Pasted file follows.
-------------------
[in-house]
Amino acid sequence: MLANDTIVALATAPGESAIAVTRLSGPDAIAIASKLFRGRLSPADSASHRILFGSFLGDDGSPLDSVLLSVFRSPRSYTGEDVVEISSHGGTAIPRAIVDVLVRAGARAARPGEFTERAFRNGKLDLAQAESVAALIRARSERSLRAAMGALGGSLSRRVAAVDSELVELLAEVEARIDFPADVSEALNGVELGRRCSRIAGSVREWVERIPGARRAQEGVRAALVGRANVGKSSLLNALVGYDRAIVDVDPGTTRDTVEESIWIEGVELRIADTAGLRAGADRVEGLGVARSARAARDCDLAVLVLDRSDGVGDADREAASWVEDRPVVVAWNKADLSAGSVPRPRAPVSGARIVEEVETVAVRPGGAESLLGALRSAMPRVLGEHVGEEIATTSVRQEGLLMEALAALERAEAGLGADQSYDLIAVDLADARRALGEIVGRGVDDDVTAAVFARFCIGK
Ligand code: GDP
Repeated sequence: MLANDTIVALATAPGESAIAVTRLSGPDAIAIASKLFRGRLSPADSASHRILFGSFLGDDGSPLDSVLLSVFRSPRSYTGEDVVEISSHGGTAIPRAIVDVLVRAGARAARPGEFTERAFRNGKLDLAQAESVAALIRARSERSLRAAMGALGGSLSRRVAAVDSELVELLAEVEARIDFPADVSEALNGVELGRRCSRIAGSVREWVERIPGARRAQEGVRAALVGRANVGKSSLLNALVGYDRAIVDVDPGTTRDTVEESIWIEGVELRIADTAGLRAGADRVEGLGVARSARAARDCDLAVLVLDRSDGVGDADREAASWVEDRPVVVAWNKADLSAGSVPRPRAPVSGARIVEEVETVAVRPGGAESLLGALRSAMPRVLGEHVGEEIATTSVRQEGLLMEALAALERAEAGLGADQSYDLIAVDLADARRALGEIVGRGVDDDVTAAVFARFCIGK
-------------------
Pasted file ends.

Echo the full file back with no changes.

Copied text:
[in-house]
Amino acid sequence: MLANDTIVALATAPGESAIAVTRLSGPDAIAIASKLFRGRLSPADSASHRILFGSFLGDDGSPLDSVLLSVFRSPRSYTGEDVVEISSHGGTAIPRAIVDVLVRAGARAARPGEFTERAFRNGKLDLAQAESVAALIRARSERSLRAAMGALGGSLSRRVAAVDSELVELLAEVEARIDFPADVSEALNGVELGRRCSRIAGSVREWVERIPGARRAQEGVRAALVGRANVGKSSLLNALVGYDRAIVDVDPGTTRDTVEESIWIEGVELRIADTAGLRAGADRVEGLGVARSARAARDCDLAVLVLDRSDGVGDADREAASWVEDRPVVVAWNKADLSAGSVPRPRAPVSGARIVEEVETVAVRPGGAESLLGALRSAMPRVLGEHVGEEIATTSVRQEGLLMEALAALERAEAGLGADQSYDLIAVDLADARRALGEIVGRGVDDDVTAAVFARFCIGK
Ligand code: GDP
Repeated sequence: MLANDTIVALATAPGESAIAVTRLSGPDAIAIASKLFRGRLSPADSASHRILFGSFLGDDGSPLDSVLLSVFRSPRSYTGEDVVEISSHGGTAIPRAIVDVLVRAGARAARPGEFTERAFRNGKLDLAQAESVAALIRARSERSLRAAMGALGGSLSRRVAAVDSELVELLAEVEARIDFPADVSEALNGVELGRRCSRIAGSVREWVERIPGARRAQEGVRAALVGRANVGKSSLLNALVGYDRAIVDVDPGTTRDTVEESIWIEGVELRIADTAGLRAGADRVEGLGVARSARAARDCDLAVLVLDRSDGVGDADREAASWVEDRPVVVAWNKADLSAGSVPRPRAPVSGARIVEEVETVAVRPGGAESLLGALRSAMPRVLGEHVGEEIATTSVRQEGLLMEALAALERAEAGLGADQSYDLIAVDLADARRALGEIVGRGVDDDVTAAVFARFCIGK